The City of Winnipeg is growing at a rate faster than it has in decades, and a gathering of prominent Winnipeg leaders and community builders agreed that how the City manages this growth will be critical in determining its future prosperity.
On September 26, 75 participants gathered at the Canadian Museum for Human Rights to discuss their visions for Winnipeg over the next 25 years. Chief Planner Braden Smith presented to the group, noting that the City is committed to a collaborative process:
“We don’t have all the answers, we don’t even have half the answers,” Smith said. “We need to reach out to our community groups and to community leaders like you to hear your vision for our community.”
The City invited participants that would reflect the many different sectors impacted by City policy, including social services, education, land development, the arts, and economic and business development. We are hoping that participants will use their leadership positions within their sectors to promote and spread awareness of the larger OurWinnipeg process.
“I really enjoyed the diversity of perspectives that the participants brought to the mix,” said Sudhir Sandhu, CEO of Manitoba Building Trades. “We had developers, we had academics, social service agencies, and it really makes for a very interesting interplay that demonstrates the interconnectivity of all the issues that we’re talking about so you can’t address one in isolation while ignoring the other.”
Discussions were held in a roundtable format on five overlapping topics intended to reflect the entire mandate and spectrum of City services. These were:
- How We Grow
- Community Health and Safety
- Quality of Life
- Getting Around in the City
- Civic Engagement and Governance
These topic areas were further informed by three overriding sustainability lenses (economic prosperity, social equity, and environmental sustainability) that should resonate across and within each of the topic areas.
While growth should be welcomed it is not without challenges, warned participants.
“I think that urban sprawl is really worrisome to me,” said Erin Keating of Transition Winnipeg. “As we continue to grow as a city we really need to spend the time re-thinking what the city looks like as a whole, building separate communities that are walkable and socially-minded where communities have people that help each other, grow local food… If we don’t think about it in advance we’re locking ourselves into this for an unsustainable future.”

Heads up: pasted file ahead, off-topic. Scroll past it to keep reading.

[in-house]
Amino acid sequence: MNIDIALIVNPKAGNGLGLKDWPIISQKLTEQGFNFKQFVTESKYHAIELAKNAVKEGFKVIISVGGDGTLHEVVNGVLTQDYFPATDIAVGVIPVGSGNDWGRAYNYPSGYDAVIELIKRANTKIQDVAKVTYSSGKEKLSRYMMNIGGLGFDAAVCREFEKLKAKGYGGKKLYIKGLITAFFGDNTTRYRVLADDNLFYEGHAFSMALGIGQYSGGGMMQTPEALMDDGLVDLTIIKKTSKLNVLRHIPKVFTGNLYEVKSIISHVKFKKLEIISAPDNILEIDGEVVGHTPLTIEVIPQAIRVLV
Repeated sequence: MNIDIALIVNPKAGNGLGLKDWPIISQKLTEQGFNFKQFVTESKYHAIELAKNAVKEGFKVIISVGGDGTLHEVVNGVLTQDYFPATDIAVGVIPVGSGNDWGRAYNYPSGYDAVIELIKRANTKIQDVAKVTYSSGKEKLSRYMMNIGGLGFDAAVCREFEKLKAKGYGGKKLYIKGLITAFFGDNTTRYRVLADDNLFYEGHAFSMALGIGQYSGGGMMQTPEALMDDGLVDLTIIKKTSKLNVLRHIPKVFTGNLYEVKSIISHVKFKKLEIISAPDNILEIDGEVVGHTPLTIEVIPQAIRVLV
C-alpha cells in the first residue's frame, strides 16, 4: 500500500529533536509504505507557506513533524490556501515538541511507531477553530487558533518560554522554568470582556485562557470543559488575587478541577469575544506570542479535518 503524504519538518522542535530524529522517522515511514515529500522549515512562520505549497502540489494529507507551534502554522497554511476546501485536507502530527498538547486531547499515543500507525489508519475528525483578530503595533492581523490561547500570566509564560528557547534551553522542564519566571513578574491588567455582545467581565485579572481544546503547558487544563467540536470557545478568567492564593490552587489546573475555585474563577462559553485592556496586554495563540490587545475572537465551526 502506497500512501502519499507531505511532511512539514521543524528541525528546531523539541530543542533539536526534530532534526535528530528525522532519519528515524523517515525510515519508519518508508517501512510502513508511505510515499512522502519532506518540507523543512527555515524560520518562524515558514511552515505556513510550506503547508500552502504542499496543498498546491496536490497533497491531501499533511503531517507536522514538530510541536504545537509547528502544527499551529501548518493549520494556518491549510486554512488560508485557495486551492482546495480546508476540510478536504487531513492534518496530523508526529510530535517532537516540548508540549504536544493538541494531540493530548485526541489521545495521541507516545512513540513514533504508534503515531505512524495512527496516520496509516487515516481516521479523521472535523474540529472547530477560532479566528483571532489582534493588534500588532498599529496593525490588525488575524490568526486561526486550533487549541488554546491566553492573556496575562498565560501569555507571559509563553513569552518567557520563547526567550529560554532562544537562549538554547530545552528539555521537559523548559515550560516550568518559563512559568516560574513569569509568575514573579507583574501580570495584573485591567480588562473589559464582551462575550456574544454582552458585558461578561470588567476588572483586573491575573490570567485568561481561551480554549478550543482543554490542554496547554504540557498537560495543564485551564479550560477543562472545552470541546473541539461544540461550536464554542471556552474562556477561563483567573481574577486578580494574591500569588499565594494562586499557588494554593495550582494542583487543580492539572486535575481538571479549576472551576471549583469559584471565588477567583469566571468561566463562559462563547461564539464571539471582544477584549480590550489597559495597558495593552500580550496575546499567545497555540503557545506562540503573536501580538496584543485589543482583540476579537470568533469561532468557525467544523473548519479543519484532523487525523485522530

“We want to make sure that Winnipeg is capable of renewing itself and growing well,” said Eric Vogan, President of the Urban Development Institute, a land development advocacy organization. “We need to figure out where we might grow, where people can go, where industry can go, where services are going to be available, and try to facilitate that.”
As OurWinnipeg provides high-level policy guidance covering all aspects of City operations, accommodating growth wasn’t the only item participants addressed.
“I think reconciliation is an important topic that needs to continue on beyond 2016 the Year of Reconciliation,” said Dawn Sands of the North End Community Renewal Corporation. “I think it’s really important that we talk about how we’re integrating and welcoming newcomers into our community. How do we work together to build a community that we all want to live in?”
All agreed long-term planning is crucial: “You can’t make sound business decisions, nor can you make public policy decisions, if they aren’t rested against a plan or if they’re not tied to long term objectives,” said Chris Lorenc, President of the Manitoba Heavy Construction Association.
“I think it’s important that you have that road map of where you want to go,” said Michael Juce, Director of Advocacy for the Winnipeg Chamber of Commerce. “Of course things are going to change and situations are going to come up and unexpected events will arise, but it’s very important to have that long term vision so you know where you’re going.”
The feedback received from this event will be thoroughly compiled and will form part of the analysis in a report released at the end of Phase 1.
Braden Smith, Chief Planner, summed it up: “Throughout this process we would like to make sure we hear from as many Winnipeggers as possible. We think that if we do this and do it right through purposeful conversation, the community we build together will in the end be truly reflective of its citizens, their leaders, and community aspiration.”